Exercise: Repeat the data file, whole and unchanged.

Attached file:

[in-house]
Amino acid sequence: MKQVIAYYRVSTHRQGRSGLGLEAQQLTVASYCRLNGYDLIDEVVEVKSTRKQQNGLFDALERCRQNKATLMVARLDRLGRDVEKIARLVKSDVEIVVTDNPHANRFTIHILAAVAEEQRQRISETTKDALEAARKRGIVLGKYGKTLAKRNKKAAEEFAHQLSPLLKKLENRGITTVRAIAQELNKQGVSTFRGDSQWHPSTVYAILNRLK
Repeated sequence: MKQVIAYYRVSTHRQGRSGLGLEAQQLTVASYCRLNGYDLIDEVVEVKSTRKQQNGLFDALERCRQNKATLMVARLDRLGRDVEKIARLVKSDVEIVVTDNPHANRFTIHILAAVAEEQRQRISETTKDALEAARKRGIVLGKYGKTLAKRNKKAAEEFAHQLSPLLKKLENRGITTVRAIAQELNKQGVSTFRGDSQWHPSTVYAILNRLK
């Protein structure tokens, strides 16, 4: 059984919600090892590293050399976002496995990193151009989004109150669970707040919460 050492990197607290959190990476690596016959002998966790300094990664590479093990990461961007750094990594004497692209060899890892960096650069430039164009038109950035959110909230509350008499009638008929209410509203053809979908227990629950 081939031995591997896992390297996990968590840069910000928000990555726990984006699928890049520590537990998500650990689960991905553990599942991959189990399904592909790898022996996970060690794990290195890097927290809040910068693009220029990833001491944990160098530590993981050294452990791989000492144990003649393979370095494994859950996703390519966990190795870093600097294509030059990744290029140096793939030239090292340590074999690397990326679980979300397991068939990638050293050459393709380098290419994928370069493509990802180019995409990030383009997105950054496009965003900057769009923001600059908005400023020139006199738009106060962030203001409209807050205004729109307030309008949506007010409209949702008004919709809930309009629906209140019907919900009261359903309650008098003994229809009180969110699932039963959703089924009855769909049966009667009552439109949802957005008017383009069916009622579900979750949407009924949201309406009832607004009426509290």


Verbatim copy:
[in-house]
Amino acid sequence: MKQVIAYYRVSTHRQGRSGLGLEAQQLTVASYCRLNGYDLIDEVVEVKSTRKQQNGLFDALERCRQNKATLMVARLDRLGRDVEKIARLVKSDVEIVVTDNPHANRFTIHILAAVAEEQRQRISETTKDALEAARKRGIVLGKYGKTLAKRNKKAAEEFAHQLSPLLKKLENRGITTVRAIAQELNKQGVSTFRGDSQWHPSTVYAILNRLK
Repeated sequence: MKQVIAYYRVSTHRQGRSGLGLEAQQLTVASYCRLNGYDLIDEVVEVKSTRKQQNGLFDALERCRQNKATLMVARLDRLGRDVEKIARLVKSDVEIVVTDNPHANRFTIHILAAVAEEQRQRISETTKDALEAARKRGIVLGKYGKTLAKRNKKAAEEFAHQLSPLLKKLENRGITTVRAIAQELNKQGVSTFRGDSQWHPSTVYAILNRLK
């Protein structure tokens, strides 16, 4: 059984919600090892590293050399976002496995990193151009989004109150669970707040919460 050492990197607290959190990476690596016959002998966790300094990664590479093990990461961007750094990594004497692209060899890892960096650069430039164009038109950035959110909230509350008499009638008929209410509203053809979908227990629950 081939031995591997896992390297996990968590840069910000928000990555726990984006699928890049520590537990998500650990689960991905553990599942991959189990399904592909790898022996996970060690794990290195890097927290809040910068693009220029990833001491944990160098530590993981050294452990791989000492144990003649393979370095494994859950996703390519966990190795870093600097294509030059990744290029140096793939030239090292340590074999690397990326679980979300397991068939990638050293050459393709380098290419994928370069493509990802180019995409990030383009997105950054496009965003900057769009923001600059908005400023020139006199738009106060962030203001409209807050205004729109307030309008949506007010409209949702008004919709809930309009629906209140019907919900009261359903309650008098003994229809009180969110699932039963959703089924009855769909049966009667009552439109949802957005008017383009069916009622579900979750949407009924949201309406009832607004009426509290």